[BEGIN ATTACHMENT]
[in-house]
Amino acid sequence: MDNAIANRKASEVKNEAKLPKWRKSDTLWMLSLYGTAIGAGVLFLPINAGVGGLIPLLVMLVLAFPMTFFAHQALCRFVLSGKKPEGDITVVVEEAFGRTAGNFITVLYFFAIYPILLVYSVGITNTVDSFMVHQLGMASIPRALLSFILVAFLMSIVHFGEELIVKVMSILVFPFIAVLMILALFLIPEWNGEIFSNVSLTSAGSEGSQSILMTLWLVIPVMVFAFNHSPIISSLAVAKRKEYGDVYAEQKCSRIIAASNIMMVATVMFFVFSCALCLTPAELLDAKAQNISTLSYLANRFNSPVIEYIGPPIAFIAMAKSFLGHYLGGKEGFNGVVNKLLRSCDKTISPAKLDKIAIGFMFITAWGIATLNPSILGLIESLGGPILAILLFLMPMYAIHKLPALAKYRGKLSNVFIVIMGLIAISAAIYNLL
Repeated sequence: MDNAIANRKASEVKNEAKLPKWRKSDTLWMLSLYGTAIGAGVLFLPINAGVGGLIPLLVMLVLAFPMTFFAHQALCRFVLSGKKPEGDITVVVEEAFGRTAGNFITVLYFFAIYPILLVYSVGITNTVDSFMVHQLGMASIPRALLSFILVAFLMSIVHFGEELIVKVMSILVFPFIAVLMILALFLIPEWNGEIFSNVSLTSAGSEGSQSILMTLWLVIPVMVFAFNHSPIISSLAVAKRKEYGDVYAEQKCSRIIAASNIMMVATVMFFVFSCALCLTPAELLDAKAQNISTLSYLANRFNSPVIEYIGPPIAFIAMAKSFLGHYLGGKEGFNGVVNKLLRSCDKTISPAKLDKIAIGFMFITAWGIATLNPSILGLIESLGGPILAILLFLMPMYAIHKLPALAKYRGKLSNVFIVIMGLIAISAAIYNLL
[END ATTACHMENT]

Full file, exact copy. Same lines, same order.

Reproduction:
[in-house]
Amino acid sequence: MDNAIANRKASEVKNEAKLPKWRKSDTLWMLSLYGTAIGAGVLFLPINAGVGGLIPLLVMLVLAFPMTFFAHQALCRFVLSGKKPEGDITVVVEEAFGRTAGNFITVLYFFAIYPILLVYSVGITNTVDSFMVHQLGMASIPRALLSFILVAFLMSIVHFGEELIVKVMSILVFPFIAVLMILALFLIPEWNGEIFSNVSLTSAGSEGSQSILMTLWLVIPVMVFAFNHSPIISSLAVAKRKEYGDVYAEQKCSRIIAASNIMMVATVMFFVFSCALCLTPAELLDAKAQNISTLSYLANRFNSPVIEYIGPPIAFIAMAKSFLGHYLGGKEGFNGVVNKLLRSCDKTISPAKLDKIAIGFMFITAWGIATLNPSILGLIESLGGPILAILLFLMPMYAIHKLPALAKYRGKLSNVFIVIMGLIAISAAIYNLL
Repeated sequence: MDNAIANRKASEVKNEAKLPKWRKSDTLWMLSLYGTAIGAGVLFLPINAGVGGLIPLLVMLVLAFPMTFFAHQALCRFVLSGKKPEGDITVVVEEAFGRTAGNFITVLYFFAIYPILLVYSVGITNTVDSFMVHQLGMASIPRALLSFILVAFLMSIVHFGEELIVKVMSILVFPFIAVLMILALFLIPEWNGEIFSNVSLTSAGSEGSQSILMTLWLVIPVMVFAFNHSPIISSLAVAKRKEYGDVYAEQKCSRIIAASNIMMVATVMFFVFSCALCLTPAELLDAKAQNISTLSYLANRFNSPVIEYIGPPIAFIAMAKSFLGHYLGGKEGFNGVVNKLLRSCDKTISPAKLDKIAIGFMFITAWGIATLNPSILGLIESLGGPILAILLFLMPMYAIHKLPALAKYRGKLSNVFIVIMGLIAISAAIYNLL